Yellow Magic Orchestra co-founder, soundtrack/pop/avant-garde composer, music producer, session player and sometime actor Ryuichi Sakamoto has carved out numerous careers for himself over the past three decades. His short U.S. tour in support of "BTTB" and "Cinemage" (two instrumental discs on Sony Classical) delivers a 90-minute show that's unclassifiable by any concert norm.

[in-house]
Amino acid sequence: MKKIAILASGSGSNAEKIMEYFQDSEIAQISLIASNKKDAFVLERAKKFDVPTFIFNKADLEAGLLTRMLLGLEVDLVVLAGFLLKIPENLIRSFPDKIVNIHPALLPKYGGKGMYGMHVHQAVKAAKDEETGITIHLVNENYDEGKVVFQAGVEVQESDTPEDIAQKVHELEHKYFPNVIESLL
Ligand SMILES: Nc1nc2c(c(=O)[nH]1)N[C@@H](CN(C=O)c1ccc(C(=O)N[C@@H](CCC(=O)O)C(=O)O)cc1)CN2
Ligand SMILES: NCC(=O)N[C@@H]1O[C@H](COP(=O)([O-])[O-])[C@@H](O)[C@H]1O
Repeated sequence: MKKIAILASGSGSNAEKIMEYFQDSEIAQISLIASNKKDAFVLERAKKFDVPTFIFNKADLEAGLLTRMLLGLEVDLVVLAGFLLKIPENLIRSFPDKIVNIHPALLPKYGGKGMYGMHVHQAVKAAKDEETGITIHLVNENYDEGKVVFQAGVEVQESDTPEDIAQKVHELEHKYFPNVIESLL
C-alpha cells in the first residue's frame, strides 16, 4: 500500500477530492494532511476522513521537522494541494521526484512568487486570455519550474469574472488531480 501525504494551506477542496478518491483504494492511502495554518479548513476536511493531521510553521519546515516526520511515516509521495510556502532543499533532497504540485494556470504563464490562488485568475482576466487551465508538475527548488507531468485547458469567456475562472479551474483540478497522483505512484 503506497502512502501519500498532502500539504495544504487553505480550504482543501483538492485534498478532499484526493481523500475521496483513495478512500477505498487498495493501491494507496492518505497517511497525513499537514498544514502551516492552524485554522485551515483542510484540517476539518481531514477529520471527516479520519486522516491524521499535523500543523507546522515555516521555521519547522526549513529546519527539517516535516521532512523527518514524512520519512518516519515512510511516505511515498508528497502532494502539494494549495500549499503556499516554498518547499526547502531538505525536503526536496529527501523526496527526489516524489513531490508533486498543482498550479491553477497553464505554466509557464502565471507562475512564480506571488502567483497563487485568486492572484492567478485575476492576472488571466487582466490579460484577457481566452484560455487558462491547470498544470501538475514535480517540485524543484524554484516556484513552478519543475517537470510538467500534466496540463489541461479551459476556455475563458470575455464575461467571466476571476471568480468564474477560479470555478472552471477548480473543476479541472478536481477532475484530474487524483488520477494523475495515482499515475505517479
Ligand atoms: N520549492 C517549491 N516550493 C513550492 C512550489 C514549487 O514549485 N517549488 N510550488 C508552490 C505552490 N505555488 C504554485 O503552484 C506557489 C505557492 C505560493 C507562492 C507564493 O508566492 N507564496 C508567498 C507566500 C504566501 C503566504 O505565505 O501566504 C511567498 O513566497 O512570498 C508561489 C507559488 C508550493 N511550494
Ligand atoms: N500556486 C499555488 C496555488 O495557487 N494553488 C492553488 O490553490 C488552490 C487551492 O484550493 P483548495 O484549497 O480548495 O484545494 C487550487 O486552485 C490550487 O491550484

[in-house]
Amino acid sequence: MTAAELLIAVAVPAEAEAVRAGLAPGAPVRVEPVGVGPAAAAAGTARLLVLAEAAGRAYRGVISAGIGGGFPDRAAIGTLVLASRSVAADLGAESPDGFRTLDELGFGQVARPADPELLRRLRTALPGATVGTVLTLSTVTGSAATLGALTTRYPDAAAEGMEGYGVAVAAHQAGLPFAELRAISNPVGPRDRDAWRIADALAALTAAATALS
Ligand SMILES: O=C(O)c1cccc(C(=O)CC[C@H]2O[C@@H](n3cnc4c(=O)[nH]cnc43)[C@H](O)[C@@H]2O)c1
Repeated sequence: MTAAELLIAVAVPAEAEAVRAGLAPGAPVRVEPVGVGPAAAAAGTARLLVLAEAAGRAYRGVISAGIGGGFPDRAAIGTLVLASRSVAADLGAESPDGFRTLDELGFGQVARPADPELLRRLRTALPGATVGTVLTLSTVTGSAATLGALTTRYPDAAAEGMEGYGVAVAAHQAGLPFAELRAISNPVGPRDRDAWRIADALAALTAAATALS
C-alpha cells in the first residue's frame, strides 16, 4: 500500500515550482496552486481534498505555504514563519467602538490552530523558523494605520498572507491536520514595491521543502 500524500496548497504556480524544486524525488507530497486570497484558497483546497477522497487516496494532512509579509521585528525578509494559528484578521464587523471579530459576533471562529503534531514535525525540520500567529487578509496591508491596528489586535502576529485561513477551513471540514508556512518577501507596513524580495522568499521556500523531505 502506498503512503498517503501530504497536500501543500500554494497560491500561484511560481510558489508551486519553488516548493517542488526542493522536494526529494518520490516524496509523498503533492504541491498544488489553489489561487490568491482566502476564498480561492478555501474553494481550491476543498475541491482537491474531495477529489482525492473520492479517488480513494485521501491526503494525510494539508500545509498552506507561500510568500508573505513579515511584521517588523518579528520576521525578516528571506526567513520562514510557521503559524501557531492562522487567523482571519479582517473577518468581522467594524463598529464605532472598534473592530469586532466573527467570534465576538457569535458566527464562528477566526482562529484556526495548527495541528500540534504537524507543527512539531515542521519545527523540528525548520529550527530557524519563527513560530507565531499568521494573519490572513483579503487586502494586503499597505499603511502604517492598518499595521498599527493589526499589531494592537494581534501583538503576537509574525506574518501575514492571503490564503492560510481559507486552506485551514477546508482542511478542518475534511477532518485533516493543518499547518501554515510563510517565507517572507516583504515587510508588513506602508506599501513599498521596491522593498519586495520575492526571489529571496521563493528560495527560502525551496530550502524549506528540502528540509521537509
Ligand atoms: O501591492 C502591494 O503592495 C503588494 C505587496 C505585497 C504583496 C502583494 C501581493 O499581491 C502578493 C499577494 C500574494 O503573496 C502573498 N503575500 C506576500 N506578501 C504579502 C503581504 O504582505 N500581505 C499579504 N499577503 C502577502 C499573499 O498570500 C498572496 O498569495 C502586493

Yellow Magic Orchestra co-founder, soundtrack/pop/avant-garde composer, music producer, session player and sometime actor Ryuichi Sakamoto has carved out numerous careers for himself over the past three decades. His short U.S. tour in support of “BTTB” and “Cinemage” (two instrumental discs on Sony Classical) delivers a 90-minute show that’s unclassifiable by any concert norm. Sometimes gorgeous, sometimes just “interesting,” it suggests that an artist this devotedly oblivious to musical trends or genres requires live presentation as idiosyncratic as his sensibility.On that level, this “back to the basics” performance — centered on Sakamoto’s earliest musical focus, the piano — scores only middling success. S.F.’s fabled Fillmore, a midsized rock venue, proved atmospherically less-than-ideal. Despite a sold-out aud’s hushed, respectful attention, the program would have been more effective in a formal, sit-down setting. (Later Stateside dates include, more suitably, Boston’s Berkelee College of Music.) Sans fanfare, the black-clad musician commenced matters with a 25-minute turntable improv under lone white spotlight. The spare initial effect of spoken-word loop and heartbeat pulse grew eventually to encompass chamber/symphonic samples, as well as various “found” sounds. Effect was occasionally intriguing, more often ponderous; like much of subsequent program, it seemed to beg for a stronger accompa-nying visual factor. Moving to one of two grand pianos, Sakamoto next played several of the dolorously pretty, melancholic themes that have dominated his work since scoring 1983’s “Merry Christmas, Mr. Lawrence” (which he also starred in). Though sometimes featuring Far Eastern motifs, these overwhelmingly reflect the influence of French late-Romantic/early-modernist composers like Faure, Ravel, Debussy and particularly Satie — the latter occasionally “referenced” to a discomfiting sound-alike degree. These pieces are all individually lovely, if perilously slight at times. At their best — particularly in Sakamoto’s inspired primary themes for three Bertolucci films, “The Last Emperor” (the score of which won an Oscar), “The Sheltering Sky” and “Little Buddha”– they boast indelible melodies, intelligence and depth that can reward in any number of arrangements. Nonetheless, such pastel lyricism grows repetitious fast, especially in solo piano format. For pacing’s sake, it was a relief when the musi-cian moved to his second, “prepared” grand for a lengthy, eventually cacophonous piece that incorporated gamelan-like sounds, string-scraping, even a small ball dropped on the piano interior. It’s doubtful many in the primarily youthful crowd knew that such experimental techniques date back to Henry Cowell in the 1910s. Returning to his “straight” keyboard for the majestic “Emperor” and ravishing “Sky” themes, Sakamoto cranked up the energy again on “1919,” an intensely rhythmic exercise in Philip Glass-like minimalist chord progressions. (He prankishly dropped a “Day Tripper” ref in its midst.) This ended the set on an exhilarating note. Encore dipped back into the Satie-esque well for “Energy Flow” (a TV-commercial ditty turned improbable Japanese platinum single) and “Mr. Lawrence” theme “Forbidden Colors” thrilled fans. Yet, again, they underlined how one can get too much of this good thing — such limpid, pearl-like miniatures become monotonous when heard back-to-back. Uneasily hovering betwixt pops, avant-garde and ambient terrain, the concert could have used design elements more emphatic than its plain, gel-free lighting and cryptic rear projections of haiku-like phrases (“a strange glow,” “the smell of sulfur” etc.) to deflect from the material’s lean toward semipreciousness over a long haul. The performer acknowledged his aud with just sheepish grins until a few brief, late remarks.